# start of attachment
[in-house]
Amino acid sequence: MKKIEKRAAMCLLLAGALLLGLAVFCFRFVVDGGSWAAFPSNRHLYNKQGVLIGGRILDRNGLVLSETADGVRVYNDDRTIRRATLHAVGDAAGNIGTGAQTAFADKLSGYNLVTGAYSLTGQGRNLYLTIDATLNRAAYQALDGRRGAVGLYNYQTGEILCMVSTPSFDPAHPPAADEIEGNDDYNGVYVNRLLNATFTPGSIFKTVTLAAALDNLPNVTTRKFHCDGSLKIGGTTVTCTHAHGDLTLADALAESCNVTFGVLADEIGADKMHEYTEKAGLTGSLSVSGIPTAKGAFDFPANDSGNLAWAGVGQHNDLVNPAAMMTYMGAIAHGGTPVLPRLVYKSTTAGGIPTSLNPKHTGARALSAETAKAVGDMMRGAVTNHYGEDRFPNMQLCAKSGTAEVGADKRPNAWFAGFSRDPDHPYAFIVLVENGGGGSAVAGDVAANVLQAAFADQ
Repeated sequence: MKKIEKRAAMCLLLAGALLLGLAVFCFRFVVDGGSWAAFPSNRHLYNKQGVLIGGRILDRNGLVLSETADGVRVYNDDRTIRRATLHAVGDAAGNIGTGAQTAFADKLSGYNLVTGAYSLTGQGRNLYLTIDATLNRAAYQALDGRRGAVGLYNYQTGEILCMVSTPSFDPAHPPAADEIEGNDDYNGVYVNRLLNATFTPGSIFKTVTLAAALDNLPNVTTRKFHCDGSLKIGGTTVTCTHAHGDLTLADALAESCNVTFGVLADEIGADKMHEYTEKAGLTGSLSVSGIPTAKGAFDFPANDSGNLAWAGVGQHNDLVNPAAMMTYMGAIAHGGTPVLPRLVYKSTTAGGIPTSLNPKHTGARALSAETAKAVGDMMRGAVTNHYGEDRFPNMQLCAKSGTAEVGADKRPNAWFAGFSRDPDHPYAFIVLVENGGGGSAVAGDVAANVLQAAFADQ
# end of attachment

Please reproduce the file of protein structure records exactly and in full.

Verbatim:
[in-house]
Amino acid sequence: MKKIEKRAAMCLLLAGALLLGLAVFCFRFVVDGGSWAAFPSNRHLYNKQGVLIGGRILDRNGLVLSETADGVRVYNDDRTIRRATLHAVGDAAGNIGTGAQTAFADKLSGYNLVTGAYSLTGQGRNLYLTIDATLNRAAYQALDGRRGAVGLYNYQTGEILCMVSTPSFDPAHPPAADEIEGNDDYNGVYVNRLLNATFTPGSIFKTVTLAAALDNLPNVTTRKFHCDGSLKIGGTTVTCTHAHGDLTLADALAESCNVTFGVLADEIGADKMHEYTEKAGLTGSLSVSGIPTAKGAFDFPANDSGNLAWAGVGQHNDLVNPAAMMTYMGAIAHGGTPVLPRLVYKSTTAGGIPTSLNPKHTGARALSAETAKAVGDMMRGAVTNHYGEDRFPNMQLCAKSGTAEVGADKRPNAWFAGFSRDPDHPYAFIVLVENGGGGSAVAGDVAANVLQAAFADQ
Repeated sequence: MKKIEKRAAMCLLLAGALLLGLAVFCFRFVVDGGSWAAFPSNRHLYNKQGVLIGGRILDRNGLVLSETADGVRVYNDDRTIRRATLHAVGDAAGNIGTGAQTAFADKLSGYNLVTGAYSLTGQGRNLYLTIDATLNRAAYQALDGRRGAVGLYNYQTGEILCMVSTPSFDPAHPPAADEIEGNDDYNGVYVNRLLNATFTPGSIFKTVTLAAALDNLPNVTTRKFHCDGSLKIGGTTVTCTHAHGDLTLADALAESCNVTFGVLADEIGADKMHEYTEKAGLTGSLSVSGIPTAKGAFDFPANDSGNLAWAGVGQHNDLVNPAAMMTYMGAIAHGGTPVLPRLVYKSTTAGGIPTSLNPKHTGARALSAETAKAVGDMMRGAVTNHYGEDRFPNMQLCAKSGTAEVGADKRPNAWFAGFSRDPDHPYAFIVLVENGGGGSAVAGDVAANVLQAAFADQ